What happens if evidence seems to point to unequivocal guilt however the evidence is somehow tainted? A fair trial is an obvious safeguard as it provides a platform to cross examine evidence and form a defence. (In my case I genuinely believe the evidence to be tainted with Police interview tapes altered.) How can a judgment on unequivocal guilt be made by only examining evidence on face value? Is there not a danger of injustice?
Comments are invited from knowledgeable readers in the UK (or elsewhere).


  1. To misqote CLemenceau, "Summary Justice is to justice what Military Music is to Music". The summary system is a manifest breach of article 6 in those cases where it deals with a criminal offence or where its punishment equates to theat of a criminal punishment (Engel-v-Netherlands). Tom was charged with the offence of criminal damage. Criminal Damage is an offence known to the criminal law and is set out in the Criminal Damage Act 1971. It is, therefore, a criminal offence and should have been tried by court martial.

    There is an alternative in the Service Justice System where the damage is to Service property, which is to charge the offence under s.24 of the AFA 2006, which is Damage to or loss of public or service property (defined in s. 26). However, as the similarity is close to that of criminal damage offence, it may also be recordable.

    In Tom's case, the incident looks to have been a relatively minor one and it is understandable that all involved - both Tom and his disciplining officer - thought that summary dealing would be the most suitable way of resolving the matter. What nobody seems to have realised - because of the absence of legal advice and representation to the defendant at the summary hearing, was that the offence was recordable by the police. Had Tom known this it may have significantly influenced his choice of venue.

    In the event, the matter came before the High Court by way of Judicial Review.

    The judge concluded (§16) "This case is a comparatively simple case of a man who knew full well that he had committed a minor offence and admitted it at the first opportunity". He focused on the admission and does not appear to address Tom's concern which was not that he misunderstood the offence, but that the consequences of summary dealing on his later career had not been explained to him and, in the light of the slight doubt about the damage ("a bit of a stitch up" because the prosecuting authorities were (putting it crudely) trying to get the cost of a new door from the claimant when it had already been damaged), the evidence could have been properly tested at trial.

    I have made some initial submissions to the Defence Select Committee on the need to reform the summary system and make it ECHR compliant. This is even more important as we see the ECHR compliant court martial system slip slowly away from the three services into the hands of the civilian prosecution authority (CPS). It therefore seems to me that everyone who feels that the summary system is unjust should send their submissions in to the Committee, with the reasons why they feel the way they do. AMCA may wish to support this.

    We appear to treat our prisoners better than our servicemen (Ezeh and Connors -v-UK).

    Fiat justitia.

  2. I think the email on page 31 hits the nail on the head. I did not believe a Summary Hearing to be a proper court.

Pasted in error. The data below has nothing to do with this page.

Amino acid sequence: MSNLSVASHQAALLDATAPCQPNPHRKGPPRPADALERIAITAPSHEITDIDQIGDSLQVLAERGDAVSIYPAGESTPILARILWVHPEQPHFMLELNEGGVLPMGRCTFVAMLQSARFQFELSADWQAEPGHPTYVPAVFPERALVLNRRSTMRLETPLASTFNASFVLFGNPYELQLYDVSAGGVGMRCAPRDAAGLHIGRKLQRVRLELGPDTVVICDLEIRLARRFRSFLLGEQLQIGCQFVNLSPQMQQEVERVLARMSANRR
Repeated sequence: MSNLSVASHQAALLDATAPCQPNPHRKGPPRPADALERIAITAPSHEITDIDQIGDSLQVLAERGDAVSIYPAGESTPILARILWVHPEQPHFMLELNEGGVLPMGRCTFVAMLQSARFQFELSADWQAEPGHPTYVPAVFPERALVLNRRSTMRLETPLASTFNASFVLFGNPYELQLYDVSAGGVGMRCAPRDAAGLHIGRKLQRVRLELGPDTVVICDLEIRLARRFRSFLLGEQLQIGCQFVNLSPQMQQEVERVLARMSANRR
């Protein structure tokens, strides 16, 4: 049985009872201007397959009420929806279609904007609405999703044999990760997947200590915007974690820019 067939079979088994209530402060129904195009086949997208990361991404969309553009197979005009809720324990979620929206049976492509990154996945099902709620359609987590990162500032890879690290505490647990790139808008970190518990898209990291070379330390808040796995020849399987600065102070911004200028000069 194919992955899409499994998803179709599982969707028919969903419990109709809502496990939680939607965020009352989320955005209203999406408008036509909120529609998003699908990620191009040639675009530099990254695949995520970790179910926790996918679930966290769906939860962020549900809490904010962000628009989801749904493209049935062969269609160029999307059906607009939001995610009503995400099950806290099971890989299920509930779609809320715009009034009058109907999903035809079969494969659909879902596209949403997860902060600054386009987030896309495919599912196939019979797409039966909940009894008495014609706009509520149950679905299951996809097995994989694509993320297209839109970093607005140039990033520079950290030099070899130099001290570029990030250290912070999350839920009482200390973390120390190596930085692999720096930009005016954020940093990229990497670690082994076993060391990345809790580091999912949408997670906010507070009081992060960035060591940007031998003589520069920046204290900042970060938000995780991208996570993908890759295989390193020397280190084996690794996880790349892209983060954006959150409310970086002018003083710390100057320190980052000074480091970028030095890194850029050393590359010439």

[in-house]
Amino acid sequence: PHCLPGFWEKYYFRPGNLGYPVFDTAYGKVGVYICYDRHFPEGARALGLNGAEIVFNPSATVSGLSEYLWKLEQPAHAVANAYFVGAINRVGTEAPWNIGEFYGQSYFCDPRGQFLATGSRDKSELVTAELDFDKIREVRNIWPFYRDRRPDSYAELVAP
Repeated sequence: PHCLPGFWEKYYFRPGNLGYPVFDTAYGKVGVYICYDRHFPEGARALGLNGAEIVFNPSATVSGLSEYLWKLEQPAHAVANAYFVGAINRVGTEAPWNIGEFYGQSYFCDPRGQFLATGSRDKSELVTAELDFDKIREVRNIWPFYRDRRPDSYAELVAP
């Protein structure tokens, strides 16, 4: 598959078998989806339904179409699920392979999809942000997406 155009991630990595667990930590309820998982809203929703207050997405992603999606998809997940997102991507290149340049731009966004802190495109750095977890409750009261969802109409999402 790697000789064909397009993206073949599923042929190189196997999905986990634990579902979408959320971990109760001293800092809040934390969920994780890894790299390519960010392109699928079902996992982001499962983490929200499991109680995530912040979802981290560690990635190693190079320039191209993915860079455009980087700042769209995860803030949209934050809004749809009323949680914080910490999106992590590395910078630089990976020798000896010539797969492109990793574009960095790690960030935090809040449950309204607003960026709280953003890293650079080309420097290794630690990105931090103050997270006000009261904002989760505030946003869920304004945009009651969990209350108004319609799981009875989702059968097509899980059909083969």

Since Summary Hearings are predominantly utilised for hearing Service Disciplinary offences. I had absolutely no idea whatsoever you could march in front of your Squadrons Officer Commanding, salute, have a series of semi-scripted conversations and march out with a Criminal Record.

    I was certainly not alone in believing this position, pretty much every single serviceman and Officer I have spoken to have expressed their similar lack of knowledge. I find it quite extraordinary an individual can be charged and sentenced summarily of a Criminal Offence without he or his Commanding Officer understanding the consequences. But this is hardly surprising if there is no legal representation whatsoever permitted at the hearing!

    The Summary Hearing is not ECHR article 6 compliant, but unfettered access to the Summary Appeal court renders the overall process legal. Quite clearly access to the Summary Appeal Court is capable of being restricted and by definition cannot be unfettered. I hope to appeal to the ECtHR, to force change but in the meantime I hope meaningful change is implemented before.

    The lines between criminal and disciplinary have become blurred and it is my belief utilising a process designed for disciplinary offences to hear criminal offences has certainly created this problem. Baliewai's case highlighted this issue and it was discussed at the highest levels at Service Justice Board meetings. . Baliewai's Commanding Officer was also unaware his findings would result in a Criminal Record. Many hoped Baliewai's case would lead to major changes being implemented, however a flawed process is still in place.

    Another point that I think should be considered is that there is another option available for civilian police forces investigating minor criminal offences that is not available to our Military police forces. For a minor first time offence such as Criminal Damage, it is more likely to be disposed of via a Police Caution than via the courts, however this option is excluded and may be disproportionately criminalising Servicemen and women as a result.